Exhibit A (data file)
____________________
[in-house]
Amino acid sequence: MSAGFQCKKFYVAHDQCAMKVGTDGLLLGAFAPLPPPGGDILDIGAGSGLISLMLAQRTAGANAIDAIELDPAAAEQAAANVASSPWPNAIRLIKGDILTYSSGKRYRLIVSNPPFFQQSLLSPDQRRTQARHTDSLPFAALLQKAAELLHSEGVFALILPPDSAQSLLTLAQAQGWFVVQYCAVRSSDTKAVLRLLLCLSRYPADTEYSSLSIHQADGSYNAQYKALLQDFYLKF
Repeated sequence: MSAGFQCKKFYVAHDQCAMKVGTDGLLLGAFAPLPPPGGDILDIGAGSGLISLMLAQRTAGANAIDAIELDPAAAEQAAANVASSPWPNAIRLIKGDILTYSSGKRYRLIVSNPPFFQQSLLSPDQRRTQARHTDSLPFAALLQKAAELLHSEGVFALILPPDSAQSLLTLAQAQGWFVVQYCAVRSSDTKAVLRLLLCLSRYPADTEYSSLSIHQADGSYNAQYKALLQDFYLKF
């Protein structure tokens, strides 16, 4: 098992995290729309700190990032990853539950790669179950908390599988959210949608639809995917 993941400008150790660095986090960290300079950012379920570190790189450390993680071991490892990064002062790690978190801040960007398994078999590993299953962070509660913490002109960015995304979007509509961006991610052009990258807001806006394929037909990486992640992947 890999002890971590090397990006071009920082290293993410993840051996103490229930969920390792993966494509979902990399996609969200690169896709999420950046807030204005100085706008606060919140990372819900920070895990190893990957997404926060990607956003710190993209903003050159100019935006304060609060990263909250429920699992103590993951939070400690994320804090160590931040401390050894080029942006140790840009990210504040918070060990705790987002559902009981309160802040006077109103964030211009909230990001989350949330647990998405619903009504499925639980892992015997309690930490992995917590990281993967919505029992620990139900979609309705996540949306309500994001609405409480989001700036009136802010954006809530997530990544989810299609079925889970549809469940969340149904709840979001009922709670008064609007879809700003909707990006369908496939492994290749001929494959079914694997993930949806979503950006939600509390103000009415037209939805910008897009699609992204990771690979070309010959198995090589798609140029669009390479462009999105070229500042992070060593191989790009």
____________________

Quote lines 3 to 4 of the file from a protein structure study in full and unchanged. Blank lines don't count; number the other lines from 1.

Repeated sequence: MSAGFQCKKFYVAHDQCAMKVGTDGLLLGAFAPLPPPGGDILDIGAGSGLISLMLAQRTAGANAIDAIELDPAAAEQAAANVASSPWPNAIRLIKGDILTYSSGKRYRLIVSNPPFFQQSLLSPDQRRTQARHTDSLPFAALLQKAAELLHSEGVFALILPPDSAQSLLTLAQAQGWFVVQYCAVRSSDTKAVLRLLLCLSRYPADTEYSSLSIHQADGSYNAQYKALLQDFYLKF
């Protein structure tokens, strides 16, 4: 098992995290729309700190990032990853539950790669179950908390599988959210949608639809995917 993941400008150790660095986090960290300079950012379920570190790189450390993680071991490892990064002062790690978190801040960007398994078999590993299953962070509660913490002109960015995304979007509509961006991610052009990258807001806006394929037909990486992640992947 890999002890971590090397990006071009920082290293993410993840051996103490229930969920390792993966494509979902990399996609969200690169896709999420950046807030204005100085706008606060919140990372819900920070895990190893990957997404926060990607956003710190993209903003050159100019935006304060609060990263909250429920699992103590993951939070400690994320804090160590931040401390050894080029942006140790840009990210504040918070060990705790987002559902009981309160802040006077109103964030211009909230990001989350949330647990998405619903009504499925639980892992015997309690930490992995917590990281993967919505029992620990139900979609309705996540949306309500994001609405409480989001700036009136802010954006809530997530990544989810299609079925889970549809469940969340149904709840979001009922709670008064609007879809700003909707990006369908496939492994290749001929494959079914694997993930949806979503950006939600509390103000009415037209939805910008897009699609992204990771690979070309010959198995090589798609140029669009390479462009999105070229500042992070060593191989790009």